Then and Now

Post and Riverside Lubin’s

Barnett “Ben” Goldstein often said he and friend Harry Lubin and were born in “the old world” in Vilna, Poland. “We were playmates and fostered the same ideals. We looked together to America for our chance,” said Goldstein in 1938. The two set out for the “new world” and after stops in London, New York, Seattle and Tacoma, the two decided to pool their money and become farmers and homestead in Idaho. But they only got as far as Spokane and soon opened a retail business called New York Outfitters in 1909.


Image two
Image one
Slide
Image One Photo Archive The Spokesman-Review Image Two Jesse Tinsley The Spokesman-Review

Barnett “Ben” Goldstein often said he and friend Harry Lubin and were born in “the old world” in Vilna, Poland. “We were playmates and fostered the same ideals. We looked together to America for our chance,” said Goldstein in 1938. The two set out for the “new world” and after stops in London, New York, Seattle and Tacoma, the two decided to pool their money and become farmers and homestead in Idaho. But they only got as far as Spokane and soon opened a retail business called New York Outfitters in 1909. Their most enduring venture was Lubin’s women’s apparel shop, opened in 1916, that grew to three stories and well over 10,000 square feet of retail space at Post and Riverside, where it stayed for more than 50 years, rebuilding each time after two catastrophic fires. Harry Lubin died unexpectedly in 1938 at age 51. Goldstein married his widow, Adeline, in 1939. He continued the Lubin/Goldstein business group, with the help of other family members. Their businesses included the Wonder Shop department store, the Roosevelt Apartments and other real estate and part-ownership in the Golden Age Brewery. Ben Goldstein died in 1975. Lubin’s store passed out of the family in 1986, bought by 40-year employee Mary Jeffers. The store closed in 1993. After Harry died, Goldstein said that his boyhood friend was closer than a brother. “Harry was one of the finest and most charitable men, in and outside his business house, I ever knew, and his place can never be taken.”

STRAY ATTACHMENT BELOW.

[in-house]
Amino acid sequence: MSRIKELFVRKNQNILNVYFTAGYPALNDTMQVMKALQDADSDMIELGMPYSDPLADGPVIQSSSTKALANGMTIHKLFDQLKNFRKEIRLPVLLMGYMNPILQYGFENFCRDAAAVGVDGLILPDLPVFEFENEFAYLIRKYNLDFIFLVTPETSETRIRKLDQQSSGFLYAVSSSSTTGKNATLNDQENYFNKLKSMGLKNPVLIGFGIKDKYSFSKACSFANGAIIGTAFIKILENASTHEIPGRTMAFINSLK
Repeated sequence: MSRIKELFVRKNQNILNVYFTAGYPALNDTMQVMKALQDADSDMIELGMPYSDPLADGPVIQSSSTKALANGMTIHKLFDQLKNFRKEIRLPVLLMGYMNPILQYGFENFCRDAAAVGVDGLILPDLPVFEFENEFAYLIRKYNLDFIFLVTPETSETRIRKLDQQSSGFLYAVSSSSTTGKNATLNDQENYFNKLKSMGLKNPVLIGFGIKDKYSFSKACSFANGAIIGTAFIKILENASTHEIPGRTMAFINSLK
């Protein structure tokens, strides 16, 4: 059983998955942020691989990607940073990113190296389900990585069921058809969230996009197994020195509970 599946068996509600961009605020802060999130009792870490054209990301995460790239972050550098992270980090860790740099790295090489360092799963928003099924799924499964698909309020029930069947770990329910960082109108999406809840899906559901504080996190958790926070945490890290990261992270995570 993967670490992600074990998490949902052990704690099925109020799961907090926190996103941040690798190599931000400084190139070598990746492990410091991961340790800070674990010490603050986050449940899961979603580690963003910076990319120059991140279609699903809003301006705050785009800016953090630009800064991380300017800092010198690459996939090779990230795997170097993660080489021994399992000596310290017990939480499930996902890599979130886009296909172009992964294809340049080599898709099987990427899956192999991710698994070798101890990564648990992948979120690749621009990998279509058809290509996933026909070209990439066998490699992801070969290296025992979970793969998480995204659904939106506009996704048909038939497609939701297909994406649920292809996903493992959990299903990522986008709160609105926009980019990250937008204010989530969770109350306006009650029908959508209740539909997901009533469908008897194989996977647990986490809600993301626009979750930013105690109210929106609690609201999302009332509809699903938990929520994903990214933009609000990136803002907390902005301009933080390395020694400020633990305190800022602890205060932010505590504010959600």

Recent in Then and Now



Close

Sections


Profile

Close

Contact the Spokesman

Main switchboard:
(509) 459-5000
(800) 338-8801
Newsroom:
(509) 459-5400
(800) 789-0029
Customer service:
(800) 338-8801